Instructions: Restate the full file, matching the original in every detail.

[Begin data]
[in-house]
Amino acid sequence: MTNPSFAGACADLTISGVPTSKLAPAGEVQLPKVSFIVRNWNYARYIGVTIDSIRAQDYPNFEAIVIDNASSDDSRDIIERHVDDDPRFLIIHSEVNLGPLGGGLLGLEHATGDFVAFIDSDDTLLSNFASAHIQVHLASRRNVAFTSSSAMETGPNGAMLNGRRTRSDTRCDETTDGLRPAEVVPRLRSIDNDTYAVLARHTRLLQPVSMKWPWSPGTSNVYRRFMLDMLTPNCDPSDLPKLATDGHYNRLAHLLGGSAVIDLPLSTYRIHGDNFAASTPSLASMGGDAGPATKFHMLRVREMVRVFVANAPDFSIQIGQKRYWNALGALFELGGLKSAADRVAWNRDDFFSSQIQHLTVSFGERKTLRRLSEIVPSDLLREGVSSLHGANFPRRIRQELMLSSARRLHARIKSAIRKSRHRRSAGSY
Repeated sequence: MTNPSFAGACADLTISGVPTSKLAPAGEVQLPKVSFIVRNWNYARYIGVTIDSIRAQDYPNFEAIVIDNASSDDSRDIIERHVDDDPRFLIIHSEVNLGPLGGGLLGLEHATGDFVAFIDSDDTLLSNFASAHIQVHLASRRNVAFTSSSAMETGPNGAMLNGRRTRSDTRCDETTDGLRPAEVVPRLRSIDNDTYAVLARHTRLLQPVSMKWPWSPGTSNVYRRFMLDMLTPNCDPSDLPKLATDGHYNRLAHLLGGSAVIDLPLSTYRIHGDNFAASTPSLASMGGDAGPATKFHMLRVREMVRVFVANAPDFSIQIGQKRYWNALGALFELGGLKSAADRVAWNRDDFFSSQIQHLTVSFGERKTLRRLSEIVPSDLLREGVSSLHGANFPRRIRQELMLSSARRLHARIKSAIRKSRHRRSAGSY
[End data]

[in-house]
Amino acid sequence: MTNPSFAGACADLTISGVPTSKLAPAGEVQLPKVSFIVRNWNYARYIGVTIDSIRAQDYPNFEAIVIDNASSDDSRDIIERHVDDDPRFLIIHSEVNLGPLGGGLLGLEHATGDFVAFIDSDDTLLSNFASAHIQVHLASRRNVAFTSSSAMETGPNGAMLNGRRTRSDTRCDETTDGLRPAEVVPRLRSIDNDTYAVLARHTRLLQPVSMKWPWSPGTSNVYRRFMLDMLTPNCDPSDLPKLATDGHYNRLAHLLGGSAVIDLPLSTYRIHGDNFAASTPSLASMGGDAGPATKFHMLRVREMVRVFVANAPDFSIQIGQKRYWNALGALFELGGLKSAADRVAWNRDDFFSSQIQHLTVSFGERKTLRRLSEIVPSDLLREGVSSLHGANFPRRIRQELMLSSARRLHARIKSAIRKSRHRRSAGSY
Repeated sequence: MTNPSFAGACADLTISGVPTSKLAPAGEVQLPKVSFIVRNWNYARYIGVTIDSIRAQDYPNFEAIVIDNASSDDSRDIIERHVDDDPRFLIIHSEVNLGPLGGGLLGLEHATGDFVAFIDSDDTLLSNFASAHIQVHLASRRNVAFTSSSAMETGPNGAMLNGRRTRSDTRCDETTDGLRPAEVVPRLRSIDNDTYAVLARHTRLLQPVSMKWPWSPGTSNVYRRFMLDMLTPNCDPSDLPKLATDGHYNRLAHLLGGSAVIDLPLSTYRIHGDNFAASTPSLASMGGDAGPATKFHMLRVREMVRVFVANAPDFSIQIGQKRYWNALGALFELGGLKSAADRVAWNRDDFFSSQIQHLTVSFGERKTLRRLSEIVPSDLLREGVSSLHGANFPRRIRQELMLSSARRLHARIKSAIRKSRHRRSAGSY